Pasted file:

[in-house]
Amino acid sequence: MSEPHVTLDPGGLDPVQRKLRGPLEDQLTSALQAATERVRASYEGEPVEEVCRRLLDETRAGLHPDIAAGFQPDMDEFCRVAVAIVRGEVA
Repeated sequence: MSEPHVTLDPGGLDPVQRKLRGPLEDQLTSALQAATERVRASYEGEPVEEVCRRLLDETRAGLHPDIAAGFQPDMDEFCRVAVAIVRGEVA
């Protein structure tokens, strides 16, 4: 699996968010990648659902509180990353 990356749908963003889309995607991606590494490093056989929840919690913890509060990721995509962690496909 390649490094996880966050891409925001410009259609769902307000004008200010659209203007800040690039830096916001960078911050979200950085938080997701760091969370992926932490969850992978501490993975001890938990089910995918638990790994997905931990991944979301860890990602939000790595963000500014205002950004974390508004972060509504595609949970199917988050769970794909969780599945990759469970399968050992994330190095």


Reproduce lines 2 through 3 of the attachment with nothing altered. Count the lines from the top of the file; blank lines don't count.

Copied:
Amino acid sequence: MSEPHVTLDPGGLDPVQRKLRGPLEDQLTSALQAATERVRASYEGEPVEEVCRRLLDETRAGLHPDIAAGFQPDMDEFCRVAVAIVRGEVA
Repeated sequence: MSEPHVTLDPGGLDPVQRKLRGPLEDQLTSALQAATERVRASYEGEPVEEVCRRLLDETRAGLHPDIAAGFQPDMDEFCRVAVAIVRGEVA